This presents a questionable assumption as fact. There is, however, ample evidence that the nuclear arsenal is larger than what is necessary for deterrence, and, therefore, that at least some of the costs associated with modernizing it are not necessary.

I defer to experts like Mello on the costs of the weapons labs, and have also relied heavily on the good work done at the Stimson Center, the Project on Government Oversight, Taxpayers for Common Sense, the Federation of American Scientists, and others.

My own research focuses on the dubious strategic justification for the “triad” of delivery systems–manned bombers, land-based missiles (ICBMs) and submarine-launched ballistic missiles (SLBMs)–that has constituted the nation’s nuclear force structure since the early 1960s. Along with Ben Friedman and Matt Fay, I have explored the original rationale for the triad, and found it to be mainly a rationalization for a force structure that came into being as a result of competition within and among the military services. These parochial pressures–the services sought to increase their budgets by grabbing a share of the nuclear deterrent mission–tied into exagerrated fears of Soviet strength and U.S. vulnerability promulgated by hawkish defense policy analysts, and the arsenal exploded (pun intended).

There have been a few feeble attempts to restrain the growth and ultimately overkill within the nation’s nuclear arsenal since the late 1950s. These included Chief of Naval Operations Adm. Arleigh Burke’s endorsement of finite deterrence, and the post-Cold War nuclear posture review, in which then-assistant secretary of defense for nuclear security and counterproliferation Ashton Carter made the case for a submarine-only monad. These attempts failed; so spectacularly, in fact, that they might have discouraged others from even daring to challenge the status quo.

In recent years, however, scholars have raised new questions about the need for a triad (e.g. here) and others have suggested that a credible deterrent could have far fewer warheads (e.g. here and here). Ben Friedman and I explained earlier this year that the budget was putting additional pressure on the triad. As the costs associated with modernizing all three delivery vehicles cut into other projects and missions that are valued by the services, the Air Force and the Navy may seek ways to opt out of the nuclear deterrence mission.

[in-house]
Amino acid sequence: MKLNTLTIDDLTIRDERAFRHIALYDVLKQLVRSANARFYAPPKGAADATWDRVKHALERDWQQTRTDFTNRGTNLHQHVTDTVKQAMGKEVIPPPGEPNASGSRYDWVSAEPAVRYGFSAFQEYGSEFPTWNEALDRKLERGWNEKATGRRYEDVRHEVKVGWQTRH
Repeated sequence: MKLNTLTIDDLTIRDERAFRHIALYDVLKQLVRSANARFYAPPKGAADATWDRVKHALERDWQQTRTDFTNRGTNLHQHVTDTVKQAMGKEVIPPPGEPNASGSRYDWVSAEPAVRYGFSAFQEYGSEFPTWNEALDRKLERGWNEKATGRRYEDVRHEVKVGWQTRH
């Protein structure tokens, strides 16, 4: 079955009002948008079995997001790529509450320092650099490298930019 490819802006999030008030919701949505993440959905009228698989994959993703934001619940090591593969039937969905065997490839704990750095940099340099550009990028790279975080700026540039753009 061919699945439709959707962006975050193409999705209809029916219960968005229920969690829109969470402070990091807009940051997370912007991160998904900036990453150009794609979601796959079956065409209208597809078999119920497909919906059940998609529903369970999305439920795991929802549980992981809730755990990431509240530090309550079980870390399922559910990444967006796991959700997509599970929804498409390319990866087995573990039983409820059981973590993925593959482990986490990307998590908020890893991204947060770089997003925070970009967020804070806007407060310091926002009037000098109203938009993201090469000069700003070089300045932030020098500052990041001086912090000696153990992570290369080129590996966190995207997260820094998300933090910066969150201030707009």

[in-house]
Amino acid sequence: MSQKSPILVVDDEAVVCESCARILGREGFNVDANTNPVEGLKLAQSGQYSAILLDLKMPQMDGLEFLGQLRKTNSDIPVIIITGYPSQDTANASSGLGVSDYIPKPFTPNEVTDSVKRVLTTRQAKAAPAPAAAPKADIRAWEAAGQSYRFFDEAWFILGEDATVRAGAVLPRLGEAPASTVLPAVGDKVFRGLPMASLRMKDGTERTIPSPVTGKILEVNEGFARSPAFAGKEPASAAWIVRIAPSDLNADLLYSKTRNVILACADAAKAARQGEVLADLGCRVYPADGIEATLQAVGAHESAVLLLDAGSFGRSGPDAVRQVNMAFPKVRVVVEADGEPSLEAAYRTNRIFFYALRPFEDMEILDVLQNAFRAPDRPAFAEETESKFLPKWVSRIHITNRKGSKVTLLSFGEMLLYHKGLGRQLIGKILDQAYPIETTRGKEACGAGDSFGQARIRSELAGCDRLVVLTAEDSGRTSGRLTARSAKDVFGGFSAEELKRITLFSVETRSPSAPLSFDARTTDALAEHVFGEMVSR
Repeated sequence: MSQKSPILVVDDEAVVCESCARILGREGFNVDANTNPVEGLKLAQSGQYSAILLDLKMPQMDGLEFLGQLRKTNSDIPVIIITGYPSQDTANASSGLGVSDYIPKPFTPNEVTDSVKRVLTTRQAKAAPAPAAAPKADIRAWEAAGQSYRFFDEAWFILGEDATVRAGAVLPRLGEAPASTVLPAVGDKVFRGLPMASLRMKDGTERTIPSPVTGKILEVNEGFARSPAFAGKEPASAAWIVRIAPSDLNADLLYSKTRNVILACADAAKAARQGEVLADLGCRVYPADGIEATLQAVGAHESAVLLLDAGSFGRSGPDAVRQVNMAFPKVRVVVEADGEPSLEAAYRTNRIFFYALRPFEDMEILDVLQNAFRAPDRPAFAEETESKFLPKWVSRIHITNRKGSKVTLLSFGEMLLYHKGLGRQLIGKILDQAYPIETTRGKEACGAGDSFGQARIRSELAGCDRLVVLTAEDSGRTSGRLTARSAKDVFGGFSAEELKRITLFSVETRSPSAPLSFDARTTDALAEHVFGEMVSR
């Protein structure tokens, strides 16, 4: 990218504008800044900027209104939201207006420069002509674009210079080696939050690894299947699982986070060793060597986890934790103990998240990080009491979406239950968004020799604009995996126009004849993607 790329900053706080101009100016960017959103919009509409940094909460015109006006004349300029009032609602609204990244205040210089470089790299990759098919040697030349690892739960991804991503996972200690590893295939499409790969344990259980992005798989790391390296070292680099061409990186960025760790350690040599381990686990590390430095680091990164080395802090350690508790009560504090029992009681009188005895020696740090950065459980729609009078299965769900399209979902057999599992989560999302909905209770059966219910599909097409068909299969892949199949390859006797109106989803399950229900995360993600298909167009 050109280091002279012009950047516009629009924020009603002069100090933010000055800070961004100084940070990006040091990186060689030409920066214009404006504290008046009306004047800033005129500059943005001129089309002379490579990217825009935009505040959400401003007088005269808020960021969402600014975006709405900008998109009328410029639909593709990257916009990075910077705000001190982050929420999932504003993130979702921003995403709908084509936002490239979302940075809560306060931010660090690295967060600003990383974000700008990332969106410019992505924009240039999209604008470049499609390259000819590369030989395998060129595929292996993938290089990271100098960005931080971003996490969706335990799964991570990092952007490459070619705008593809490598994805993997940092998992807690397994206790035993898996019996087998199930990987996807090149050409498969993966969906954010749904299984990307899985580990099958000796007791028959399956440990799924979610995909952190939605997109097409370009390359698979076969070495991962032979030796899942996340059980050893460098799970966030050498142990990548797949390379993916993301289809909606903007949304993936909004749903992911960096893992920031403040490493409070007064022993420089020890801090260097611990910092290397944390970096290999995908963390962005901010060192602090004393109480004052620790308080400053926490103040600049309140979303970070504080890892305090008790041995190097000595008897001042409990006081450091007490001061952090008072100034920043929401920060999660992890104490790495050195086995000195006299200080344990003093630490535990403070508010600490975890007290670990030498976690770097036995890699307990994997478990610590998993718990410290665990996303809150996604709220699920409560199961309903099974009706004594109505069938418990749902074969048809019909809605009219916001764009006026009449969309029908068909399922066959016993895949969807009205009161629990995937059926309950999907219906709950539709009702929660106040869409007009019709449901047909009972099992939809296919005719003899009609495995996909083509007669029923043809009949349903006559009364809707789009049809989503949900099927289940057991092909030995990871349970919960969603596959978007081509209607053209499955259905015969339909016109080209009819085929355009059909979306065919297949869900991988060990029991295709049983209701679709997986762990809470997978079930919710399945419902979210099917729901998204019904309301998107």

Cato’s “Triad to Dyad” project will ultimately produce a paper, followed by a series of lectures around the country, and I will share more of our findings over the next few months. In the meantime, I hope that reporters will question some of the assumptions surrounding the nation’s nuclear arsenal, beginning with the presumed need to modernize it.

Can I Get Some Free Trade in My Free Trade Agreements?

Last week, I voiced several complaints about the Trans Pacific Partnership, the main trade agreement being negotiated by the U.S.  Let me add another concern: There’s too much protectionism in this “free trade” agreement.  Here are two good examples, as reported by Reuters:


U.S. athletic footwear manufacturer New Balance said on Thursday that it pressed the top U.S. trade official during a visit to its Norridgewock, Maine, factory to maintain tariffs on shoes from Vietnam in a proposed free-trade deal.

Only 3,000 workers still make footwear in the United States, with about 1,350 of them employed by New Balance, headquartered in Boston, company spokesman Matt LeBretton told Reuters by phone after the meeting with U.S. Trade Representative Ron Kirk.

New Balance wants Washington to maintain tariffs on roughly 20 categories of athletic shoes from Vietnam.

LeBretton said that at the meeting with Kirk, a New Balance employee asked, ‘Can you tell us right now you’re going to protect our jobs through this free-trade agreement?’”

LeBretton sounded a hopeful note after Kirk’s visit.

“We’re certainly encouraged by his visit today that (the) USTR is hearing what we say,” LeBretton said.


The U.S. government has told domestic sugar producers that it does not plan to allow Australia to export any additional sugar to the United States under a proposed regional free trade pact, a U.S. sugar industry analyst said on Friday.